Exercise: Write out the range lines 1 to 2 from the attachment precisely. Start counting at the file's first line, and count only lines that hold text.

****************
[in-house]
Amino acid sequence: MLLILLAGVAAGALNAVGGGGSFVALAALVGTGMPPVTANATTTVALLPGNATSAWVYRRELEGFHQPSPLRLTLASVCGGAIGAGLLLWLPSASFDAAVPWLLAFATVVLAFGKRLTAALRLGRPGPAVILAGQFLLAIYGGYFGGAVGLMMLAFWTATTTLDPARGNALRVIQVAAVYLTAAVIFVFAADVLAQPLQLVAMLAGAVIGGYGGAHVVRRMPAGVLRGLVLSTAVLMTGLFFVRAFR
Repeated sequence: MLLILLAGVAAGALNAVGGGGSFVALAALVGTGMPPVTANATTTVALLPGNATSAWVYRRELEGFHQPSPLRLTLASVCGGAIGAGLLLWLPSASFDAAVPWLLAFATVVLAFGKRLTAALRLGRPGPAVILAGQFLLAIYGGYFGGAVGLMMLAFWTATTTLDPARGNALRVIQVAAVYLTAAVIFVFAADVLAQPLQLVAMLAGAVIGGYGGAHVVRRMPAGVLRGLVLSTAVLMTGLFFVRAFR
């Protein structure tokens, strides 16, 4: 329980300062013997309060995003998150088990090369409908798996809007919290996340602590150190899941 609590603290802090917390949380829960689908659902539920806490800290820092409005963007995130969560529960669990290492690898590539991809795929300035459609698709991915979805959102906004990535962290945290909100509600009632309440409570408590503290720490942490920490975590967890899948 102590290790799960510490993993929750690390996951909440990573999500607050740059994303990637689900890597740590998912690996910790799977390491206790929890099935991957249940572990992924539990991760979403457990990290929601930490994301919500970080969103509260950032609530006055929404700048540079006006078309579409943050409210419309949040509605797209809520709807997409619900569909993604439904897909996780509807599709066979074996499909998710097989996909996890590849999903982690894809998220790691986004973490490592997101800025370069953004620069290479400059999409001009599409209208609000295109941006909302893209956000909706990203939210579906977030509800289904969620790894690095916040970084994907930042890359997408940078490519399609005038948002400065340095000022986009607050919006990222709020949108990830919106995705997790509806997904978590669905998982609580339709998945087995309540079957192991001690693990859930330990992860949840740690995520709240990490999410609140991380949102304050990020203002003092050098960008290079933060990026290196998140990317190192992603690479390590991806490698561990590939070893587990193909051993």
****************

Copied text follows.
[in-house]
Amino acid sequence: MLLILLAGVAAGALNAVGGGGSFVALAALVGTGMPPVTANATTTVALLPGNATSAWVYRRELEGFHQPSPLRLTLASVCGGAIGAGLLLWLPSASFDAAVPWLLAFATVVLAFGKRLTAALRLGRPGPAVILAGQFLLAIYGGYFGGAVGLMMLAFWTATTTLDPARGNALRVIQVAAVYLTAAVIFVFAADVLAQPLQLVAMLAGAVIGGYGGAHVVRRMPAGVLRGLVLSTAVLMTGLFFVRAFR